Theory of Mind and Intellectual Ability as Predictors of Camouflaging Behavior in Autistic Individuals and Individuals who have Lost Their Clinical Autism Diagnosis

Mary Dieckhaus, University of Connecticut, Storrs, United States
Marianne Barton, University of Connecticut, Storrs, United States
Deborah Fein, University of Connecticut, Storrs, United States
Inge-Marie Eigsti, University of Connecticut, Storrs, United States


Camouflaging involves adjusting autism-related behaviors to appear neurotypical (Petrolini et al., 2023). Intellectual ability and theory of mind (ToM) may contribute to camouflaging variability (Livingston et al., 2019; Hull et al., 2021). Our group studies individuals with a history of autism who have lost the diagnosis (LAD); they no longer meet DSM-V criteria (Fein et al., 2013, Eigsti & Fein, 2022). We expect their ToM and intellectual abilities to be similar to neurotypical peers. Anecdotal evidence suggests that autism symptoms minimally affect their experiences. This study tested associations between ToM, verbal ability, and camouflaging in LAD, neurotypical, and autistic individuals. We hypothesized that verbal ability, but not ToM, would predict camouflaging in autistic people, given theories that some autistic people camouflage in spite of poor ToM and that IQ may help compensate for symptoms (Livingston et al., 2019). We hypothesized that both ToM and verbal ability would predict camouflaging in NT and LAD groups.

Participants and Methods:

Participants ages 12-39 years completed interviews and surveys. Groups included ASD n=25, LAD n=26, NT n=34. Groups did not differ on age, race/ethnicity, or income; the NT group included more females. The ASD group had more autism symptoms and lower adaptive skills. The Camouflaging Autistic Traits Questionnaire (CAT-Q; Hull et al., 2019) measured camouflaging. The Social Attribution Task (SAT; Bell et al., 2010) measured ToM. The Penn Verbal Reasoning Task (PVRT; Gur et al., 2001) measured verbal cognitive ability. Multiple imputation replaced missing data; this dataset produced F and R2 ranges. T-tests and chi-square tests assessed group differences. Relations among PVRT, SAT, and CAT-Q scores were tested in group-wise linear regression models. Post-hoc analyses explored correlations between CAT-Q scores and autism symptoms (ADOS-2; Lord et al., 2012).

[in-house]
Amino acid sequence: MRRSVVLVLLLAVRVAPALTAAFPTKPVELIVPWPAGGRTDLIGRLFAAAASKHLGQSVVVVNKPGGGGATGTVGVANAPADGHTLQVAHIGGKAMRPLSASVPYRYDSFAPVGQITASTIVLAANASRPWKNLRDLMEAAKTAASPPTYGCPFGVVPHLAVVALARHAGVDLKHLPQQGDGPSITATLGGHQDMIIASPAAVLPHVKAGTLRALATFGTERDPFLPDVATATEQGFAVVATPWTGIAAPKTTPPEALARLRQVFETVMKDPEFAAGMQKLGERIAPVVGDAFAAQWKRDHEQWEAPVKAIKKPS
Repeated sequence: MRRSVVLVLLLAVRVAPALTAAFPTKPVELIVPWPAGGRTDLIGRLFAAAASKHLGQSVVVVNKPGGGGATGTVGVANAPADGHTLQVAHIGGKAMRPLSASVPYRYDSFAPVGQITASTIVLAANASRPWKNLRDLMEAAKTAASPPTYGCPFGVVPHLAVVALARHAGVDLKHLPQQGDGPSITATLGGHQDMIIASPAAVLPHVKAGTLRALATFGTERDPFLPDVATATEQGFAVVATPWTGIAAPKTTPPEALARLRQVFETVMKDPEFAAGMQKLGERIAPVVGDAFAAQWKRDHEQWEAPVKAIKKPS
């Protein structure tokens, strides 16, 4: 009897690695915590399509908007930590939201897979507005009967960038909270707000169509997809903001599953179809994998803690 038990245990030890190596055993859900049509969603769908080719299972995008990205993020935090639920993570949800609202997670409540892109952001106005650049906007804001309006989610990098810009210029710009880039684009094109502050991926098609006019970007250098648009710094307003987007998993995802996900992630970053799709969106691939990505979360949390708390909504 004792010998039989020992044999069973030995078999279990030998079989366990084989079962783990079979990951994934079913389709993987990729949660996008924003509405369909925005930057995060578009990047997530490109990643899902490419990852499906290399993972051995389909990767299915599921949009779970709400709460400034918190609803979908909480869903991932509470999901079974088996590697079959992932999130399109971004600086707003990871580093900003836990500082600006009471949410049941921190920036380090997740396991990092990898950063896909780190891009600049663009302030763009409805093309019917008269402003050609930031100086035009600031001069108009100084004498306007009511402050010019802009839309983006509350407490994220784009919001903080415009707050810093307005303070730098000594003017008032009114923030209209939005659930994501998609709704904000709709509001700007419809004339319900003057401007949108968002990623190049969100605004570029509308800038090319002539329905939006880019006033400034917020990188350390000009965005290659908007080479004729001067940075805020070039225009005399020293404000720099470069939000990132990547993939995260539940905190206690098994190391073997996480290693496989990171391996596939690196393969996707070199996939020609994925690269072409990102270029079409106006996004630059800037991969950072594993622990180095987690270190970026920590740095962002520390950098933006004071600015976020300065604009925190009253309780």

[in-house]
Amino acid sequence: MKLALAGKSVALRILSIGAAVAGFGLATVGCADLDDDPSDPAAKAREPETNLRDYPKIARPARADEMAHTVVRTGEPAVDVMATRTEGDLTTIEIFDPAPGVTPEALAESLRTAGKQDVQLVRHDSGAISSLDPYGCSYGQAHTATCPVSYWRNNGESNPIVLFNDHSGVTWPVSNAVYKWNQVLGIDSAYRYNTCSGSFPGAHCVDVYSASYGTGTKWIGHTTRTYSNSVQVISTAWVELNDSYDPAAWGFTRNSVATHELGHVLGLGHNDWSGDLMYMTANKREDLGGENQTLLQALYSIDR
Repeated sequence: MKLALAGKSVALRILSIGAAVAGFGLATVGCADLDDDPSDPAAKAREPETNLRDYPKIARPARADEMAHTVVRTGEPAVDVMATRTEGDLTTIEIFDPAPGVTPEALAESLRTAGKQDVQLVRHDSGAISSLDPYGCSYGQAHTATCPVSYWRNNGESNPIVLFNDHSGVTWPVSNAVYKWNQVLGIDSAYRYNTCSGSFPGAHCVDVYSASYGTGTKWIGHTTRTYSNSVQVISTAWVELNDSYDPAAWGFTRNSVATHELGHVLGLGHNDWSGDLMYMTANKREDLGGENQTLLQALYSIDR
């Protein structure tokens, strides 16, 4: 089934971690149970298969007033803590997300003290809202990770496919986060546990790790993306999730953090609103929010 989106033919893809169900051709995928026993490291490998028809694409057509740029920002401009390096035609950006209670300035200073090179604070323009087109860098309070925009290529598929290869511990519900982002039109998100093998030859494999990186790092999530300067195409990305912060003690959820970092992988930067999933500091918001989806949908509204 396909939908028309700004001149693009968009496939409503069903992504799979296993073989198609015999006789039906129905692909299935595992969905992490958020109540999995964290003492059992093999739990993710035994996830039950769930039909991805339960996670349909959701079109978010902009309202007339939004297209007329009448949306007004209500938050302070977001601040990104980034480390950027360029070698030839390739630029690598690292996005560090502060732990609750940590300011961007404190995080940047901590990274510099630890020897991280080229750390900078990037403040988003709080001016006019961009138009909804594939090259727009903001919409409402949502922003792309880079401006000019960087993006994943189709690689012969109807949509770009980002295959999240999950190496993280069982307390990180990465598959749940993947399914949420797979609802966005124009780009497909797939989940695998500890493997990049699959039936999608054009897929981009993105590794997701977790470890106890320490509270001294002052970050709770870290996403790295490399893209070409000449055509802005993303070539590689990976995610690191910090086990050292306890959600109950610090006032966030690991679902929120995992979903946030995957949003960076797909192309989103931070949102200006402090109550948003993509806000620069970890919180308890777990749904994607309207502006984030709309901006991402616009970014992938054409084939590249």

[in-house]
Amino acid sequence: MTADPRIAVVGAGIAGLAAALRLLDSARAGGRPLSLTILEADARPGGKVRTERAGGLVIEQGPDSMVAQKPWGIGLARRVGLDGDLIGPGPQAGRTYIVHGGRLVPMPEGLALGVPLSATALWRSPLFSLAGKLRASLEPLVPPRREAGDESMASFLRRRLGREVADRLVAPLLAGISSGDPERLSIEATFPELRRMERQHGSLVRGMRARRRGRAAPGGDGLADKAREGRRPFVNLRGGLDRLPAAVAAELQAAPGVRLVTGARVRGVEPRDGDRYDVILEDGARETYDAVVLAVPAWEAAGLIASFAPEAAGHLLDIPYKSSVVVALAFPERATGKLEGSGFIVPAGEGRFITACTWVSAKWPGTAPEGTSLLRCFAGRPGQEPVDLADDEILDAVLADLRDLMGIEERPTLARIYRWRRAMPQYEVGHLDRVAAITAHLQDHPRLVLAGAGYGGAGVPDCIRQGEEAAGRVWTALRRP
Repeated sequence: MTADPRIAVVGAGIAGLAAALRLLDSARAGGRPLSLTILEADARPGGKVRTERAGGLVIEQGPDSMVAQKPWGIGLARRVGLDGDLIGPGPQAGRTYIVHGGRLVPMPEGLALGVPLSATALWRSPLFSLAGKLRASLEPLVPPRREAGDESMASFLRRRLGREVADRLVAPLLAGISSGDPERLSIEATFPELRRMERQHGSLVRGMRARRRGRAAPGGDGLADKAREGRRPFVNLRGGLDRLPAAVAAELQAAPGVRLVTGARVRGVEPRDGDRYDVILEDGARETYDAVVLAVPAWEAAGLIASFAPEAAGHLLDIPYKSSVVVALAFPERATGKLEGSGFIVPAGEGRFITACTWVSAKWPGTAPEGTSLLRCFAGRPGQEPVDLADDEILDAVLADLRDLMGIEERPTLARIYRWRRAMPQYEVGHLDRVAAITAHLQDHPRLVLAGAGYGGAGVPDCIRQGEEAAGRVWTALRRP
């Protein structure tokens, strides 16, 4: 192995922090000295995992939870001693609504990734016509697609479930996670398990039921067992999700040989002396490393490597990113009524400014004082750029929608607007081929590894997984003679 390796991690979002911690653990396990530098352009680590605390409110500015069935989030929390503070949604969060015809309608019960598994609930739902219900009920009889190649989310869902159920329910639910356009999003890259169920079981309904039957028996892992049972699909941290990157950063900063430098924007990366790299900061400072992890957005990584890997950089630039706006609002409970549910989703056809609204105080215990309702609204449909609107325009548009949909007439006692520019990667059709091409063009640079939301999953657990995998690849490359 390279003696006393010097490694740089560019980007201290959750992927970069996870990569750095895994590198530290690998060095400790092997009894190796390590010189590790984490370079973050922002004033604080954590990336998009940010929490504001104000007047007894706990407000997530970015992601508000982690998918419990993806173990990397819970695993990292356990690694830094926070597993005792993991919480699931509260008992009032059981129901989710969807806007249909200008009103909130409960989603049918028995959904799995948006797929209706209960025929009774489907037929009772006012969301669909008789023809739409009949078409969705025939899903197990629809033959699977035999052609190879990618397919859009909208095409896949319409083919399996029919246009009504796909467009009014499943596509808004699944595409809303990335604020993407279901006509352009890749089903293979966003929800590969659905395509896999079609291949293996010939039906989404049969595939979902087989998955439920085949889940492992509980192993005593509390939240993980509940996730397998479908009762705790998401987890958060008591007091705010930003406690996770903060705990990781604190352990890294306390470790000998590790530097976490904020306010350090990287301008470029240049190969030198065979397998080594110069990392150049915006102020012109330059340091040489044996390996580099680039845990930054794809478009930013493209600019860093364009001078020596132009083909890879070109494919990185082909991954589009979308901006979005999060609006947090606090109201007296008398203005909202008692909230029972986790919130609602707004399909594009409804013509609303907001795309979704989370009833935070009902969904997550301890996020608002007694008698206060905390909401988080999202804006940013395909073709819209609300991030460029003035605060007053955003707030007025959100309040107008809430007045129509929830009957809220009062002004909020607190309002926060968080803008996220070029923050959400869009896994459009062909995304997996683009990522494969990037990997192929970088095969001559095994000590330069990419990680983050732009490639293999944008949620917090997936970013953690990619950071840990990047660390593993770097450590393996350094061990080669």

The ASD group had higher CAT-Q scores than the NT group (t = -2.6; p = .01). Groups did not differ on PVRT or SAT. Neither overall models nor predictors were significant for LAD and NT groups. Only the ASD model significantly predicted camouflaging (F range = 3.66-4.91, p = .02-.04; PVRT and SAT R2 range = 0.25-0.31). Within the ASD model, lower verbal efficiency corresponded to greater camouflaging (B = -4.4, SE B = 1.9, t = -2.4, p = .02). Higher ToM scores corresponded to greater camouflaging (B = 2.9, SE B = 1.4, t = 2.1, p = .04). Camouflaging and autism symptoms were not correlated in any group.


Camouflaging in LAD people fell between neurotypical and autistic levels, and the autism group endorsed significantly more camouflaging. Verbal cognitive ability uniquely influenced camouflaging in autistic people. Unexpectedly, the PVRT, which captures verbal problem-solving speed and accuracy, was negatively associated with camouflaging. Perhaps better verbal abilities allow people to quickly and flexibly adapt behavior and thus master camouflaging behavior earlier in development. Those with lower verbal efficiency may put more energy into compensating and thus endorse more camouflaging. Greater ToM may enable autistic individuals to camouflage more. ToM captured by the SAT may not tap social cognition skills used by more neurotypical people.

Category: Autism Spectrum Disorders/Developmental Disorders/Intellectual Disability

Keyword 1: autism spectrum disorder
Keyword 2: social cognition
Keyword 3: theory of mind